The young year of 2005 began with a double dose of one of the most popular and celebrated piano trios of our time. Since forming in the late 1980s, the Eroica Trio, consisting of Erika Nickrenz, piano, Adela Peña, violin, and Sara Sant'Ambrogio, cello, has risen to the top of the classical music world as both a critical and popular success. After winning the prestigious Naumburg Chamber Music award in 1991, their career exploded and they have been flying high ever since. Chamber music lovers were fortunate to have the chance to hear these three extraordinary musicians play on two completely different programs on January 8 and 9 at Duke University. I was unable to secure a ticket to the sold out Saturday evening show so I had to "settle" for just the Sunday matinee.
Having heard many of their recordings but never seeing them in concert, this was another example of the difference between recordings and the real, live thing. On several occasions I have wished that I had saved my money and simply bought more CDs of a particular artist or group because their performance just seemed flat and uninspiring. It was just the opposite for my first live Eroica experience. Despite the excellence of their recordings, that just doesn't compare with seeing and hearing them right in front of you.
The afternoon program began with an unusual selection for a piano trio — an arrangement of a trio sonata by the French baroque composer Jean-Baptiste Loeillet. As the excellent program notes by my colleagues Joe and Elizabeth Kahn correctly explain, an arrangement such as this for the modern piano trio loses much of its Baroque flavor, but that was the only drawback to this performance. The opening Largo, with a simple line played by cellist Sant'Ambrogio, did more to announce the remarkable musicianship of this group than the most virtuosic, flashy passage. This work continued in typical slow-fast-slow-fast form with a mixture of beautifully played slow, long lines and bright, quick, and expertly articulated up-tempo sections.
If it might be considered somewhat of an anachronism for a modern piano trio to play a baroque trio sonata, then it would probably seem even more odd to ponder the prospect of a piano trio based on the music of Johnny Cash. Subtitled "Poets and Prophets," the first piano trio of the quintessential American musician Mark O'Connor is just that. An outstanding violinist, composer, fiddler, and champion of country and traditional American musical forms, O'Connor based this work on actual themes of some of Cash's songs plus the style, cadence and feel of his singing. This is a substantial work, scored in four movements — each subtitled. While pleasant enough and interesting upon the first hearing, I really was not very impressed with the first two movements and felt they hammered away at the same ideas without much expansion. But then came the third movement, subtitled "My June" (named for Cash's wife June Carter Cash), and I was swept away by what is one of the most moving and beautiful musical expressions I have ever heard. Then the fourth movement, named "Hello, I'm Johnny Cash," arrived, and all the players got the chance to really show their stuff, featuring the kind of fiddling and "cello-ing" in the style that has made O'Connor so well known as one of the greatest virtuosos. All three players were visibly having a blast as they played this incredibly difficult music, and best of all they did it with a completely natural feel, as if they were improvising.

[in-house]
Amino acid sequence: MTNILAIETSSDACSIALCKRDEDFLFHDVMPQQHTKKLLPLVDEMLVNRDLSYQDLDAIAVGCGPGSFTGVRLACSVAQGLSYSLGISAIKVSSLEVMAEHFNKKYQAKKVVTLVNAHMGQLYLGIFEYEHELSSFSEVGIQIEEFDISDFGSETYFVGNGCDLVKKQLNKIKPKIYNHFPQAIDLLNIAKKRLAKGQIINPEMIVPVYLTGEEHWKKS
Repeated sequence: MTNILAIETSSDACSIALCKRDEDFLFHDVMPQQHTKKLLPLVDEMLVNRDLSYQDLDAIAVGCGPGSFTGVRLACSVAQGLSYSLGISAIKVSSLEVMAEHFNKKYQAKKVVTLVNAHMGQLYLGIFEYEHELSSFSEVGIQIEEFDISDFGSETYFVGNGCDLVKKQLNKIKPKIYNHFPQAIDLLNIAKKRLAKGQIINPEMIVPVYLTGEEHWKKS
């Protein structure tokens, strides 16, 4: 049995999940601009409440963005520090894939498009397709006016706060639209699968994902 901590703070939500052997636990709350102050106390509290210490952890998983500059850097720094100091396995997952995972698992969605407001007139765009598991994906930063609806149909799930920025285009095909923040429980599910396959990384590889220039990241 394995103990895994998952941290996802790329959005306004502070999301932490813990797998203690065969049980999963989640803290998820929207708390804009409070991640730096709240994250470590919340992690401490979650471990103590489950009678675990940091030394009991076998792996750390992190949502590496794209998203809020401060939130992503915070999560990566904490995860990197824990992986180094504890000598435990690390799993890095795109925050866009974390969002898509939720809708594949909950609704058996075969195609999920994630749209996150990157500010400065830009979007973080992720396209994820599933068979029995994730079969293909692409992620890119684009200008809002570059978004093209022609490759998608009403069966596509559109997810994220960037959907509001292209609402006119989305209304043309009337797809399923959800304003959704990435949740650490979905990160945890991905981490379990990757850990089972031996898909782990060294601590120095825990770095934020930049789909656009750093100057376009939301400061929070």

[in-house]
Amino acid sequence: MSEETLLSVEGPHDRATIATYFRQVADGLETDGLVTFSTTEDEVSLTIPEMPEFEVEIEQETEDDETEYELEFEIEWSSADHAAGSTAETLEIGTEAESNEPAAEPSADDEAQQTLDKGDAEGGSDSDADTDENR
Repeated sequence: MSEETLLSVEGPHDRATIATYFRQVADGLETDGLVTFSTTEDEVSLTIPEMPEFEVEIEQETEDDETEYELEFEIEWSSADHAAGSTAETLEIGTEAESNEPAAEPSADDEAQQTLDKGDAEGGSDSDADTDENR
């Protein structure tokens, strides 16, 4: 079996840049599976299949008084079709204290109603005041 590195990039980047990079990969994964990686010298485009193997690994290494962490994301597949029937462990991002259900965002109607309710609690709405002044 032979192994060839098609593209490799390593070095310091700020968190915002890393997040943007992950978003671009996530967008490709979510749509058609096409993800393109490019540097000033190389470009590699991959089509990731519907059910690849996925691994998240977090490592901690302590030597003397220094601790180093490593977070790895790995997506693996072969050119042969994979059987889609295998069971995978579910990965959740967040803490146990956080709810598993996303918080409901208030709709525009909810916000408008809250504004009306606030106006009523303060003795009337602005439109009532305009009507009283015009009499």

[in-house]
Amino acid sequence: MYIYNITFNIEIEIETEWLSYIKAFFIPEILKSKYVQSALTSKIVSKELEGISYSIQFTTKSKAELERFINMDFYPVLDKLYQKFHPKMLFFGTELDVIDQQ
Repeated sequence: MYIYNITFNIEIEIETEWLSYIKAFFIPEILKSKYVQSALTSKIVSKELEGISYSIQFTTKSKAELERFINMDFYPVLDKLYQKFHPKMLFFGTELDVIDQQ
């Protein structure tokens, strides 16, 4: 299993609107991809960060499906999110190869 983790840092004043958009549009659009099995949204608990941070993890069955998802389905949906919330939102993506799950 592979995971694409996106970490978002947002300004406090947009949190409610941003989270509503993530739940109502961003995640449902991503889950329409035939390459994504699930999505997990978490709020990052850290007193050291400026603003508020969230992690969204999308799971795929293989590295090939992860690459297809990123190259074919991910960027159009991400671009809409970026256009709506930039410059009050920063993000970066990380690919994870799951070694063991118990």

Brahms' Trio in B Major, Op. 8, is a work that embodies the torturous process he underwent with many of his compositions — sometimes for decades — until he felt the composition worthy to release to the world. It is also a work of great variety that sums up much of the essence of Brahms — lush, unspeakable beauty, subtle and complex rhythmic interplay, and Hungarian folk rhythms and themes. In any type of ensemble with a violin and piano, the cello usually has to struggle a bit to be heard, especially when the violin is playing in its upper registers. This was the first time in my experience when it sounded like the cello was the dominant string player. Sant'Ambrogio's beautifully focused, powerful sound rose above the other players, but not in an obtrusive or selfish manner. I was especially moved by the cello solo in the adagio movement — a moment that I never grow tired of hearing. This was truly a beautifully realized performance of one of the greatest work in the repertoire.
As if to give the audience a bit of a taste of what they missed the night before, the women came back for their encore — the "Otoño Porteño," from Astor Piazzola's Four Seasons. Without the appropriate rhythmic feel and articulation, these works (and many others) fall flat as Kansas, but the Eroica trio was as authentic as if they were street musicians in Buenos Aires, providing a great way to file out into the warm January afternoon.